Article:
— “Top administration officials are devising new penalties to hit back more forcefully at state-sponsored hackers of critical infrastructure to deter attacks such as the successful penetration of U.S. utilities by Russian agents last year,” The Wall Street Journal’s Rebecca Smith reported on Sunday. “The push for explicit action is coming from top federal agencies to fight worsening threats to the country’s electricity system and other critical industries, particularly menacing actions from Russia, China, Iran and North Korea.”
— The Energy Department plans to host an exercise simulating cyberattacks on American energy infrastructure and test how the power grid would restart following widespread blackouts, E&E News’s Blake Sobczak reported Friday. “The ‘Liberty Eclipse’ exercise will simulate the painstaking process of re-energizing the power grid while squaring off against a simultaneous cyberattack on electric, oil and natural gas infrastructure,” Sobczak wrote. “The weeklong stress test is scheduled to take place this November on Plum Island, a restricted site off the coast of New York that houses a Department of Homeland Security animal disease center.”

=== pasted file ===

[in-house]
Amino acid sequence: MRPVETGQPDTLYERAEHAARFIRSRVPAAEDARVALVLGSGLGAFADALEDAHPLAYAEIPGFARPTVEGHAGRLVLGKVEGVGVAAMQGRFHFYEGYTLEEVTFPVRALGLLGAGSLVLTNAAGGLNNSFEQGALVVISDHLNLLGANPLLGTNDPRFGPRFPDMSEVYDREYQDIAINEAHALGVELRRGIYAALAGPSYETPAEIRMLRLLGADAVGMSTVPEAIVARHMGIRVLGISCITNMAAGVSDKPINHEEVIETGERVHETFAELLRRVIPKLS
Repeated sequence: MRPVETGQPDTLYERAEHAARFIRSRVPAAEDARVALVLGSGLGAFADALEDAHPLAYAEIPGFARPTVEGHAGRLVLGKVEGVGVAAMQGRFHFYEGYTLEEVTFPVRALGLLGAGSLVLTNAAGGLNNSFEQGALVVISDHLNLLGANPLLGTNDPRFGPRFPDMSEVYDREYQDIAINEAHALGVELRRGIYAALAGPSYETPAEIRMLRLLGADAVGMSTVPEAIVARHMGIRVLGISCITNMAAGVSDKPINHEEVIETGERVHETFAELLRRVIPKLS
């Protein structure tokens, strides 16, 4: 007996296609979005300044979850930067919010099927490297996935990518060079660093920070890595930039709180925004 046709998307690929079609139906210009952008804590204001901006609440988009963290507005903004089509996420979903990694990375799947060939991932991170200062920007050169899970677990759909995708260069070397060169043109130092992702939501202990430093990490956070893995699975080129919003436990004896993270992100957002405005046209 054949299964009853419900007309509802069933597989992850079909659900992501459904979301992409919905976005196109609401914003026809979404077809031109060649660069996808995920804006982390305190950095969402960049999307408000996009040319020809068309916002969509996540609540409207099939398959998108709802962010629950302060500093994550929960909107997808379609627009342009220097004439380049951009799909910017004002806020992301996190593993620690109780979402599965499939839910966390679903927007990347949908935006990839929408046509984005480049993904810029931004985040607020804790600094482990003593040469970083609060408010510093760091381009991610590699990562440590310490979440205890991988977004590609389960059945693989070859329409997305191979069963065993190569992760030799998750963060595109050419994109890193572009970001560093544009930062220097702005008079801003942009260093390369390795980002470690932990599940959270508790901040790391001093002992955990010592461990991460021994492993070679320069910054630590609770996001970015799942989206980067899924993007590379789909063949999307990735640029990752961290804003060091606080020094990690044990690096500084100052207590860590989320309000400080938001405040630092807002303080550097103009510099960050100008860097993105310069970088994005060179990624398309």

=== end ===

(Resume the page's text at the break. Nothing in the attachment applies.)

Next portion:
— More cybersecurity news from the public sector:
— “Iraq’s election commission ignored an anti-corruption body’s warnings about the credibility of electronic vote-counting machines used in May’s parliamentary election, according to investigators and a document seen by Reuters,” Ahmed Rasheed, Raya Jalabi and Ahmed Aboulenein of Reuters reported Sunday. “The devices, provided by South Korean company Miru Systems under a deal with the Independent High Elections Commission (IHEC), are at the heart of fraud allegations that led to a manual recount in some areas after the May 12 election.”
- Black Hat USA security conference on Aug. 8 through Aug. 9 in Las Vegas.
- DEF CON security conference on Aug. 9 through Aug. 12 in Las Vegas.